If you live in an area that has far more fast food options than fresh food or grocery stores, are you more likely to struggle with weight gain? Although that’s been the theory for the past few years, a new study in the International Journal of Obesity is questioning that assumption.
First, here’s how that idea got started: Research published in 2017 about children and weight gain noted that kids living near fast-food restaurants are more likely to gain a significant amount of weight compared to those living further away.
That study also found a higher density of fast food outlets in poorer neighborhoods, compounding the problem since previous research also found a link between low socioeconomic status and childhood obesity. Another factor for potential weight gain? Having a less “walkable” neighborhood, another study noted.
Although it seems like those factors would have the same effect on adults, recent research suggests that might not be the case.
Researchers looked at anonymized medical records from more than 115,000 patients aged 18 to 64 living in Washington state. They compared neighborhood location with population density data and the prevalence of supermarkets and fast-food restaurants. Then they matched that up with health variables like long-term weight gain over a five-year timeframe.
The result? There was very little correlation between proximity to fast food and weight gain, and living in a more walkable neighborhood had a negligible effect on overall weight. Those who lived closer to supermarkets—meaning they had greater access to healthier foods—were not less likely to gain weight.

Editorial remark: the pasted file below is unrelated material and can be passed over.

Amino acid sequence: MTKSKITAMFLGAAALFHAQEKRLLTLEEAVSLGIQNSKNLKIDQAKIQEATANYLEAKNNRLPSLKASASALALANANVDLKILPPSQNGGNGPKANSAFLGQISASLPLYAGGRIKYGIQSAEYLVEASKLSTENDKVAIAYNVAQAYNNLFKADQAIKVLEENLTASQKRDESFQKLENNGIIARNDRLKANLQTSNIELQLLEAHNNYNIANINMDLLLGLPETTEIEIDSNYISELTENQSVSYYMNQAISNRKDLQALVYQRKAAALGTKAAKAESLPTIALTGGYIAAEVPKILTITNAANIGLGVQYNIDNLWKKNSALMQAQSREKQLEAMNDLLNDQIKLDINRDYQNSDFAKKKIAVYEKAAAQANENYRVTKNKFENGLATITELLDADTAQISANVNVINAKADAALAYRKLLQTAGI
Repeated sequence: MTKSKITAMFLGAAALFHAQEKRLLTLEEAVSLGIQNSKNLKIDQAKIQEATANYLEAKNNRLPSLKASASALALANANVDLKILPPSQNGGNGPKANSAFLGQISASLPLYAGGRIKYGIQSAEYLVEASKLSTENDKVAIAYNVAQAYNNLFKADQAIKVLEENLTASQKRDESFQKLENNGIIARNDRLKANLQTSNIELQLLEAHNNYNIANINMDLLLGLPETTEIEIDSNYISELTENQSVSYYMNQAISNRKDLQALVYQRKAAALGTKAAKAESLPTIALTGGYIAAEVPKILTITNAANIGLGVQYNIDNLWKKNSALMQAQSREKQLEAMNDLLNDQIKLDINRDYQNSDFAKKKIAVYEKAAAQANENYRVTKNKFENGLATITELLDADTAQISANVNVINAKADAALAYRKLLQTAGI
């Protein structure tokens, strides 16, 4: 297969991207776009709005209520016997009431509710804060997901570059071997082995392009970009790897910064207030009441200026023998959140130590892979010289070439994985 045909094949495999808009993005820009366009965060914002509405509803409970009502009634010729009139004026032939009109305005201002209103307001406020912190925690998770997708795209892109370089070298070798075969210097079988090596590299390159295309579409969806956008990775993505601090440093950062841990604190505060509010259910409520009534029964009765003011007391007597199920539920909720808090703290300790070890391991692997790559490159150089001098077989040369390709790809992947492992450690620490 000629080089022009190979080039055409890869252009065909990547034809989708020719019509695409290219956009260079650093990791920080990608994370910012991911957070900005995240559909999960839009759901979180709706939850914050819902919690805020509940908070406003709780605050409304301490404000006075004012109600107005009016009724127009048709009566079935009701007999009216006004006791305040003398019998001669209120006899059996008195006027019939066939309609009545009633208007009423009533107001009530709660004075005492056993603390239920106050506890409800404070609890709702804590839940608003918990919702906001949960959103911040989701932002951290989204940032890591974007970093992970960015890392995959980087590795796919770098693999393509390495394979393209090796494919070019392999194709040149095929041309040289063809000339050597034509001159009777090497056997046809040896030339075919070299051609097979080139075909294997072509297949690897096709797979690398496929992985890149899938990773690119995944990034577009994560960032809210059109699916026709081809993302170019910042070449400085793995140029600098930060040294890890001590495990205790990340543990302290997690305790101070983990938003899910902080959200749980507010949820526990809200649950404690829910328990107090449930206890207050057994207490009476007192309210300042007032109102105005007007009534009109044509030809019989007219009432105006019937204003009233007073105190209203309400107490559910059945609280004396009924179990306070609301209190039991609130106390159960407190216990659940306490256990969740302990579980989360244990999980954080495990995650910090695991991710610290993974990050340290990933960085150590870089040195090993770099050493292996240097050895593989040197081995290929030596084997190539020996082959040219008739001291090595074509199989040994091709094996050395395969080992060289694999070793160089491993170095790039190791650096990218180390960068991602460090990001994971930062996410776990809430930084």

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“There is a lot of prior research about where you live and weight gain,” says the study’s lead author James Buszkiewicz, Ph.D., a research scientist at the University of Washington School of Public Health. “We found that density matters to weight gain, but not proximity to fast food or supermarkets. So, that seems to suggest that those other studies were likely observing a false signal.”
That’s good news for people who live near mainly fast food options and worry that it will lead to weight gain, he added. But it’s also tricky for public health in general because it means curbing the obesity epidemic isn’t as easy as putting in more supermarkets and sidewalks.
One factor the researchers didn’t look at that Buszkiewicz says is likely a big factor is income. Being unable to afford healthy foods or not having time to exercise due to work demands are much bigger issues than whether your closest restaurant has a drive-thru window.
For more, be sure to check out The 21 Best Cheap Foods to Buy That Are Surprisingly Healthy.